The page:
Martyr Follow-Up

St. Blandina of Lyon, one of the most famous early Christian martyrs. Photograph by Daniel Villafruela, slightly modified, from Wikimedia Commons.
St. Blandina of Lyon, one of the most famous early Christian martyrs, on a stained glass window in France. Photograph by Daniel Villafruela, slightly modified, from Wikimedia Commons.

As you probably know by now, I’ve been reflecting a bit on martyrs lately. In this post, I wanted to follow up on one point which I passed over in my last bit of public writing.

Some public commentators have claimed that ancient Christians needed to die to be considered real “martyrs.” Lucy Grig’s book Making Martyrs in Late Antiquity (London: Duckworth, 2004) helped here greatly by pointing to some evidence in Cyprian of Carthage. Writing in the mid third century A.D., Cyprian provides indisputable proof of this point in his Letter 10, which was written to Christians who were recently put in jail. Cyprian calls them “martyrs,” even though they’re still alive.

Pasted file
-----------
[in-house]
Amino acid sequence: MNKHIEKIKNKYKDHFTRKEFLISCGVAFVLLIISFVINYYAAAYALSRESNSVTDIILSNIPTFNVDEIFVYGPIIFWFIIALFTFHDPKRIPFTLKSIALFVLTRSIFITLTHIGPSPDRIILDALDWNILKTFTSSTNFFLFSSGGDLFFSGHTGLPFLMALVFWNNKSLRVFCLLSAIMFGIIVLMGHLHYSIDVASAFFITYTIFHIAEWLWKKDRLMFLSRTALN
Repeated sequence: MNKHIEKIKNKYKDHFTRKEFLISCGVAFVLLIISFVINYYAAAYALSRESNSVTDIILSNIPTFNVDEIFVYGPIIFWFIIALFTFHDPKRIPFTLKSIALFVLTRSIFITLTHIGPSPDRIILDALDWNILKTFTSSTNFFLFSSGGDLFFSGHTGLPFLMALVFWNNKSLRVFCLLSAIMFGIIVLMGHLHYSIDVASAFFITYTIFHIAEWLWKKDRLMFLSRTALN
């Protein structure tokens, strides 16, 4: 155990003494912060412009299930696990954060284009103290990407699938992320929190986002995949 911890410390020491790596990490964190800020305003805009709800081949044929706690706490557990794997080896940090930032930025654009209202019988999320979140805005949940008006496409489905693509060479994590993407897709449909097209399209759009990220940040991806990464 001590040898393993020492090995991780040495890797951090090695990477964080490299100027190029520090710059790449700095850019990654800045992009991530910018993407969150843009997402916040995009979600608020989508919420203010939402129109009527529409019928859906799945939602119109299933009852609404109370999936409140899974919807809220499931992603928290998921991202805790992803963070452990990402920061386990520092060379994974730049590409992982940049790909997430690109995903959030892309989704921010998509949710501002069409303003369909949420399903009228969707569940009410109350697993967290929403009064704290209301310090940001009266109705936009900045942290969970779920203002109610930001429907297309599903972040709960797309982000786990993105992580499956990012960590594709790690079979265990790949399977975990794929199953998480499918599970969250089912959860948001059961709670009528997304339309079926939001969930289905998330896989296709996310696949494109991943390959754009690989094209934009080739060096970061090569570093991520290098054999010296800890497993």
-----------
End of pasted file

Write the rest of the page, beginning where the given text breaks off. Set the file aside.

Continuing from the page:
I think this is an important detail which helps us see how the ideology and rhetoric of “martyrdom” was expansive enough in the Roman Empire to be associated with civil disobedience. Not every example involved the proverbial lions.

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